Instead, we can choose to actively engage in subtle mind shifts and small actions that put us on the path to feeling more grateful. Temporarily change your surroundings or write someone a personal note. Slow down and savor small things. The point is not to do what you’ve always done when it comes to feeling grateful and expect the same results. Your mind is in a different place right now.
2. Acknowledge that gratitude isn’t the antidote to suffering.
It’s not about replacing the painful or sad feelings with a mandatory gratitude practice. That feels hollow and forced to most of us and gets into the territory of denial.
Instead, allow for suffering and gratitude to co-exist. I discovered a 15-minute online meditation (available on the Insight App) that offers a simple mantra: “I have room for my discomfort and my gratitude.”
As that soothing voice guides me through the meditation, I feel affirmed and my brain seems to reset itself. It’s NOT about feeling either gratitude OR discomfort. It’s about acknowledging both.
3. Try present thinking over positive thinking.
We all hear simple slogans like “choose happiness,” “good vibes only, “make it an amazing day,” etc. If you’re struggling right now, it can be hard to turn on that faucet.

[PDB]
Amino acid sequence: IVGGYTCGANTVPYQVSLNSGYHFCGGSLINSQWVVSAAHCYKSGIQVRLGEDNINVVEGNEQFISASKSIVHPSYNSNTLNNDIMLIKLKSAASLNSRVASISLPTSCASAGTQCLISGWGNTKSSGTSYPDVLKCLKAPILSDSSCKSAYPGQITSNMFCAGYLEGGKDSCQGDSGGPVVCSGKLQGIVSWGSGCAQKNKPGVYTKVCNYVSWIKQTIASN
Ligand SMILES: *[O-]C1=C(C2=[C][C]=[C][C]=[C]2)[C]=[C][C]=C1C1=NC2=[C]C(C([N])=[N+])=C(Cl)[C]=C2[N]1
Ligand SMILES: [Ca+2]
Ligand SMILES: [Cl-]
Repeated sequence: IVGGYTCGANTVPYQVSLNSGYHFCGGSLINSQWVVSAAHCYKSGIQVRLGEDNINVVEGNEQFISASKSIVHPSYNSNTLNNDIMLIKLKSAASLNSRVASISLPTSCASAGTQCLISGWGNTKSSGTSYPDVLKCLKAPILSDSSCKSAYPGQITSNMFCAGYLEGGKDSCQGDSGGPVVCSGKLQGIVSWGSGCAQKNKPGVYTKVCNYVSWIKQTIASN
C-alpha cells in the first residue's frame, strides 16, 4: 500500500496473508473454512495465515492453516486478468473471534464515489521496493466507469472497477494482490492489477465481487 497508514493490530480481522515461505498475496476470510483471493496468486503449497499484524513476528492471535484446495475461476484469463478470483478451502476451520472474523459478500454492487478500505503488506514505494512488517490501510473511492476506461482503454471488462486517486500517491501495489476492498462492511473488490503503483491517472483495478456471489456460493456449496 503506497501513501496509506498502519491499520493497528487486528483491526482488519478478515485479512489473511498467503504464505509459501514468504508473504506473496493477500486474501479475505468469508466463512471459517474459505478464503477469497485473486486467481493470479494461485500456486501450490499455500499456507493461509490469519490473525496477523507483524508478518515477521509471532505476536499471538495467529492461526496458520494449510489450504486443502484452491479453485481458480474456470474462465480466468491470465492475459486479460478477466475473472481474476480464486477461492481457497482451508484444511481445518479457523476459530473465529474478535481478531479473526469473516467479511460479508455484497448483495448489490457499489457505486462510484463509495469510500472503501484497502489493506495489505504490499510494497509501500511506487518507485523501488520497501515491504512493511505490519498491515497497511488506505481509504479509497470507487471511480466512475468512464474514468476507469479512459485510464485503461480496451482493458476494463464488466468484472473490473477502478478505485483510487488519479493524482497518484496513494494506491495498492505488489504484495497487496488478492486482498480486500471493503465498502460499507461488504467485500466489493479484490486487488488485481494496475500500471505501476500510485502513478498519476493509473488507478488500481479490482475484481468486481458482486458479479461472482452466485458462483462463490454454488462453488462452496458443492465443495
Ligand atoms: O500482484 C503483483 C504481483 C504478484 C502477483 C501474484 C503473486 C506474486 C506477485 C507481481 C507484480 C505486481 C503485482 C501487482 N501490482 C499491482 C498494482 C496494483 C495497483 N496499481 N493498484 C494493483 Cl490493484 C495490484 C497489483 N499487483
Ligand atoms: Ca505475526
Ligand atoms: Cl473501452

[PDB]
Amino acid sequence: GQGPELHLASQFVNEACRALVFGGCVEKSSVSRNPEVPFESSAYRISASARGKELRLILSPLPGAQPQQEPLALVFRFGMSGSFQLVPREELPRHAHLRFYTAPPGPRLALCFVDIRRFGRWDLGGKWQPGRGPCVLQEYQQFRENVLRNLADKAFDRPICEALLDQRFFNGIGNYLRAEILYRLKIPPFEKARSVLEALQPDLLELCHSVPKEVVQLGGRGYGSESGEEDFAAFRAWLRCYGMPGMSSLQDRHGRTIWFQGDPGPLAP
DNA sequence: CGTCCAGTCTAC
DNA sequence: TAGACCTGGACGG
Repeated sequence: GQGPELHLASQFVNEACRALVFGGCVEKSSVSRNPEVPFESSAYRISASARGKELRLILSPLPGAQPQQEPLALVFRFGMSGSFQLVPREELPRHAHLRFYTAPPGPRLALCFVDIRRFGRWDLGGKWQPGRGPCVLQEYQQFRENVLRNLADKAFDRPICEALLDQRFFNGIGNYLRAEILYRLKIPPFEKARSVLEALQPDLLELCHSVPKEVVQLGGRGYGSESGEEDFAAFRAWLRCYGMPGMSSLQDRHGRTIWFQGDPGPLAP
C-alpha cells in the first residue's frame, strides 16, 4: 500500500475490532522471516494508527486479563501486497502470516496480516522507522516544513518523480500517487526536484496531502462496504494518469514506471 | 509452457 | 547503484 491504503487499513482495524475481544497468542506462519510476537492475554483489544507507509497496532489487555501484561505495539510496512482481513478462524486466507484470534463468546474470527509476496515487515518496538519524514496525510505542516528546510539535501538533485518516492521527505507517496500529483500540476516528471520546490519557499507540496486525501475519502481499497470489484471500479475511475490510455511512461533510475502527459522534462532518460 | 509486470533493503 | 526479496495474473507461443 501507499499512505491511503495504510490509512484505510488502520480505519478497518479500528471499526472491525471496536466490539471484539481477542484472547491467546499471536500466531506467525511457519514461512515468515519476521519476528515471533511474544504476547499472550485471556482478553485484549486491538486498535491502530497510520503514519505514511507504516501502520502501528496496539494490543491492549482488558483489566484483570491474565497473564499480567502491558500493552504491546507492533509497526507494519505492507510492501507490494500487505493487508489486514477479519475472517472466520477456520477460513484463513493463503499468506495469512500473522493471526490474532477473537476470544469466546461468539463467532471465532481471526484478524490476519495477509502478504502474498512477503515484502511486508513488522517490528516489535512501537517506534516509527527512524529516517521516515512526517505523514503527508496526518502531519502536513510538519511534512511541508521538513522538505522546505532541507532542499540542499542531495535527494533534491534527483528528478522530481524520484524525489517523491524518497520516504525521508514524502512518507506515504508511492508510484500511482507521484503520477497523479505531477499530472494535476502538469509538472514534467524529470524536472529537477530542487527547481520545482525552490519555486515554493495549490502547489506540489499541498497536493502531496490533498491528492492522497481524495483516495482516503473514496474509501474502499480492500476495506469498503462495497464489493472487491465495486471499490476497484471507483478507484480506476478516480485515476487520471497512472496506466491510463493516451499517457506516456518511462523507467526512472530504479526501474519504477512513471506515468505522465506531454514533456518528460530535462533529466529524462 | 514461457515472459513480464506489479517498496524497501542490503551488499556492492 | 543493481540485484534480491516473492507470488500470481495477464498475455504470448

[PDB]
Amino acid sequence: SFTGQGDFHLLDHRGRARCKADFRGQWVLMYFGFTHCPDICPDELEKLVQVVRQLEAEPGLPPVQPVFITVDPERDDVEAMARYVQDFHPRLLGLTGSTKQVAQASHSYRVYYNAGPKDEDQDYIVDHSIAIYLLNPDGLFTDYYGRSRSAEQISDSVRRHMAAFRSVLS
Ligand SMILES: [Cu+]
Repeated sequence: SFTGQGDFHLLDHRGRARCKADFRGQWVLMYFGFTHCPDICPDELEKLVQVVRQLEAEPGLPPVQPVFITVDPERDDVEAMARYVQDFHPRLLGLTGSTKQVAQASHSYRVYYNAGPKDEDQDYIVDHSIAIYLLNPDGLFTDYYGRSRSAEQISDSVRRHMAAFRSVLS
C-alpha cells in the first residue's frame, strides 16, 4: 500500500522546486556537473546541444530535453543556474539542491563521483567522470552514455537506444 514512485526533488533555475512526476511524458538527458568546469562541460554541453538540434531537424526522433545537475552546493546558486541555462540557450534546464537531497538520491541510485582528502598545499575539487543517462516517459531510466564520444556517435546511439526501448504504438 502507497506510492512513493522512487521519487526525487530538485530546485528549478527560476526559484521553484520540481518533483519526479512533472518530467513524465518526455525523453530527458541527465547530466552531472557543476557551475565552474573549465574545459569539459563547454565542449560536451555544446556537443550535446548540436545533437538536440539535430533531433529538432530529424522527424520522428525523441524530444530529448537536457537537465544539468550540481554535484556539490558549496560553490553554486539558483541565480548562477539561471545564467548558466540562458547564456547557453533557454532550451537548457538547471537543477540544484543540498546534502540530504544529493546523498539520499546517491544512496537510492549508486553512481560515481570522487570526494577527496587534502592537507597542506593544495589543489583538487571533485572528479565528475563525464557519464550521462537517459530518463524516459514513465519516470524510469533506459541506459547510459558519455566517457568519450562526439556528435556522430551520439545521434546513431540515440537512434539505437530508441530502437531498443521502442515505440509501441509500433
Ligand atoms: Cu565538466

Try instead to simply be present. That means slowing down, sharpening your senses and living in the moment. Did the hot shower feel good on your back this morning? How was your first cup of coffee or tea? If you sit outside and softly focus your eyes on the trees around you– how many shades of green do you see? Just noticing simple things like this is a form of gratitude.
4. Practice the art of savoring.
Most of us experience brief and fleeting moments of bliss. Maybe we notice the late afternoon sun glinting through beautiful maple leaves. Or we hold a newborn baby, her eyes gazing up at us as we gently touch her soft, downy skin.
Why not choose to savor the moment by giving it words and intentionally fixing the scene in your mind? That way, you can relive those blissful memories…days or even years from now. It’s like making a deposit in a gratitude bank.